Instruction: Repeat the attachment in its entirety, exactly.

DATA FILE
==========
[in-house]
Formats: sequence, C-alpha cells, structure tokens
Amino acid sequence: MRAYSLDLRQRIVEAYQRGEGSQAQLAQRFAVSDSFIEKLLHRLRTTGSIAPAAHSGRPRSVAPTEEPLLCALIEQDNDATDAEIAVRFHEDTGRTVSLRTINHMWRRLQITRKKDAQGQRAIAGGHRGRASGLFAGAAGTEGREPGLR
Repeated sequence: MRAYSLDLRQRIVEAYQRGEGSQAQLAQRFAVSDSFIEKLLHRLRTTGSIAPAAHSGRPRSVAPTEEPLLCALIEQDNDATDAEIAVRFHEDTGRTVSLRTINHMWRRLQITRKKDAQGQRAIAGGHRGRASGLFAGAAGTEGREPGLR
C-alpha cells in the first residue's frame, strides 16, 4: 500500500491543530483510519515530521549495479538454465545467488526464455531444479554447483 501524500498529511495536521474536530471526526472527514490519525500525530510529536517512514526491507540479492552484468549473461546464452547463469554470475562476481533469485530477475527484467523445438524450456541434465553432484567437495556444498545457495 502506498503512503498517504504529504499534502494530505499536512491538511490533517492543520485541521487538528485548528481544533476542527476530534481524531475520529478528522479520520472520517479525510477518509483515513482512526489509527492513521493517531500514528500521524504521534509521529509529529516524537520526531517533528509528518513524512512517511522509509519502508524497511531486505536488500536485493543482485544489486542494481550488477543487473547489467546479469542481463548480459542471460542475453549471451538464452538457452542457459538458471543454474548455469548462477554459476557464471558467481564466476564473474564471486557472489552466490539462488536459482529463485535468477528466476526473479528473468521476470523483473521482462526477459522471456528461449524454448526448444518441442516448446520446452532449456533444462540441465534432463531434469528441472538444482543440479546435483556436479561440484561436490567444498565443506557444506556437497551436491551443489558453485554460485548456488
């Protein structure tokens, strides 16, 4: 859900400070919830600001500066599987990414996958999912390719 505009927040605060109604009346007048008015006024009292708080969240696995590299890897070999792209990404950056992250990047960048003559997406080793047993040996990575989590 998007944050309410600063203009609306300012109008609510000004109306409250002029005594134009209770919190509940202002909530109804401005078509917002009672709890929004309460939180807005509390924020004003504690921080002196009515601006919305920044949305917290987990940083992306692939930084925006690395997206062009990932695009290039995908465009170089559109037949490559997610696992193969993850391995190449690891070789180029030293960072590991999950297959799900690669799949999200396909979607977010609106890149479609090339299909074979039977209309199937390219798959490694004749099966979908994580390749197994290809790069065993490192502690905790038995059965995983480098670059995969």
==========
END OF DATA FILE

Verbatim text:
[in-house]
Formats: sequence, C-alpha cells, structure tokens
Amino acid sequence: MRAYSLDLRQRIVEAYQRGEGSQAQLAQRFAVSDSFIEKLLHRLRTTGSIAPAAHSGRPRSVAPTEEPLLCALIEQDNDATDAEIAVRFHEDTGRTVSLRTINHMWRRLQITRKKDAQGQRAIAGGHRGRASGLFAGAAGTEGREPGLR
Repeated sequence: MRAYSLDLRQRIVEAYQRGEGSQAQLAQRFAVSDSFIEKLLHRLRTTGSIAPAAHSGRPRSVAPTEEPLLCALIEQDNDATDAEIAVRFHEDTGRTVSLRTINHMWRRLQITRKKDAQGQRAIAGGHRGRASGLFAGAAGTEGREPGLR
C-alpha cells in the first residue's frame, strides 16, 4: 500500500491543530483510519515530521549495479538454465545467488526464455531444479554447483 501524500498529511495536521474536530471526526472527514490519525500525530510529536517512514526491507540479492552484468549473461546464452547463469554470475562476481533469485530477475527484467523445438524450456541434465553432484567437495556444498545457495 502506498503512503498517504504529504499534502494530505499536512491538511490533517492543520485541521487538528485548528481544533476542527476530534481524531475520529478528522479520520472520517479525510477518509483515513482512526489509527492513521493517531500514528500521524504521534509521529509529529516524537520526531517533528509528518513524512512517511522509509519502508524497511531486505536488500536485493543482485544489486542494481550488477543487473547489467546479469542481463548480459542471460542475453549471451538464452538457452542457459538458471543454474548455469548462477554459476557464471558467481564466476564473474564471486557472489552466490539462488536459482529463485535468477528466476526473479528473468521476470523483473521482462526477459522471456528461449524454448526448444518441442516448446520446452532449456533444462540441465534432463531434469528441472538444482543440479546435483556436479561440484561436490567444498565443506557444506556437497551436491551443489558453485554460485548456488
């Protein structure tokens, strides 16, 4: 859900400070919830600001500066599987990414996958999912390719 505009927040605060109604009346007048008015006024009292708080969240696995590299890897070999792209990404950056992250990047960048003559997406080793047993040996990575989590 998007944050309410600063203009609306300012109008609510000004109306409250002029005594134009209770919190509940202002909530109804401005078509917002009672709890929004309460939180807005509390924020004003504690921080002196009515601006919305920044949305917290987990940083992306692939930084925006690395997206062009990932695009290039995908465009170089559109037949490559997610696992193969993850391995190449690891070789180029030293960072590991999950297959799900690669799949999200396909979607977010609106890149479609090339299909074979039977209309199937390219798959490694004749099966979908994580390749197994290809790069065993490192502690905790038995059965995983480098670059995969």